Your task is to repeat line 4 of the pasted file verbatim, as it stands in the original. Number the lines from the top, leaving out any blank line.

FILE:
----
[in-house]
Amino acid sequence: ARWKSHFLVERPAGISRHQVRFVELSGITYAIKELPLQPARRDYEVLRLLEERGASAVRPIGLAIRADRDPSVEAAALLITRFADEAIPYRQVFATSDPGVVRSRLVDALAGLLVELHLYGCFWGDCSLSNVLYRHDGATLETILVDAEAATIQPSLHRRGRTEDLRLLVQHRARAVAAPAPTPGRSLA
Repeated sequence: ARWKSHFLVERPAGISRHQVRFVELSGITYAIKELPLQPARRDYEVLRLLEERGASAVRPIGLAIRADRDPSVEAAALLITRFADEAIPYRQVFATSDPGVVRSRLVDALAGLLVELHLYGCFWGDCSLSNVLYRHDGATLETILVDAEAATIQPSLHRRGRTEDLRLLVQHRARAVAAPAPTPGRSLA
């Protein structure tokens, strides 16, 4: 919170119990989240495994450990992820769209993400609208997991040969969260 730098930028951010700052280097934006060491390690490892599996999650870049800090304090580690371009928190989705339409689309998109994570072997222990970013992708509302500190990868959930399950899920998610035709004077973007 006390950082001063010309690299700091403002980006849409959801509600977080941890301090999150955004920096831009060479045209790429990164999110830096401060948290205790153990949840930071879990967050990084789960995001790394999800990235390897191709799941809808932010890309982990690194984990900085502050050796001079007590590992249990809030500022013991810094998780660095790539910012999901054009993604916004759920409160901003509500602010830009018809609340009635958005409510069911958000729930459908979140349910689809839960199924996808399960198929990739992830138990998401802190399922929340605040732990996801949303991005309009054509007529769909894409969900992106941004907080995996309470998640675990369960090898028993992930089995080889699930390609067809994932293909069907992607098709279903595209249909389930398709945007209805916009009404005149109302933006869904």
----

């Protein structure tokens, strides 16, 4: 919170119990989240495994450990992820769209993400609208997991040969969260 730098930028951010700052280097934006060491390690490892599996999650870049800090304090580690371009928190989705339409689309998109994570072997222990970013992708509302500190990868959930399950899920998610035709004077973007 006390950082001063010309690299700091403002980006849409959801509600977080941890301090999150955004920096831009060479045209790429990164999110830096401060948290205790153990949840930071879990967050990084789960995001790394999800990235390897191709799941809808932010890309982990690194984990900085502050050796001079007590590992249990809030500022013991810094998780660095790539910012999901054009993604916004759920409160901003509500602010830009018809609340009635958005409510069911958000729930459908979140349910689809839960199924996808399960198929990739992830138990998401802190399922929340605040732990996801949303991005309009054509007529769909894409969900992106941004907080995996309470998640675990369960090898028993992930089995080889699930390609067809994932293909069907992607098709279903595209249909389930398709945007209805916009009404005149109302933006869904």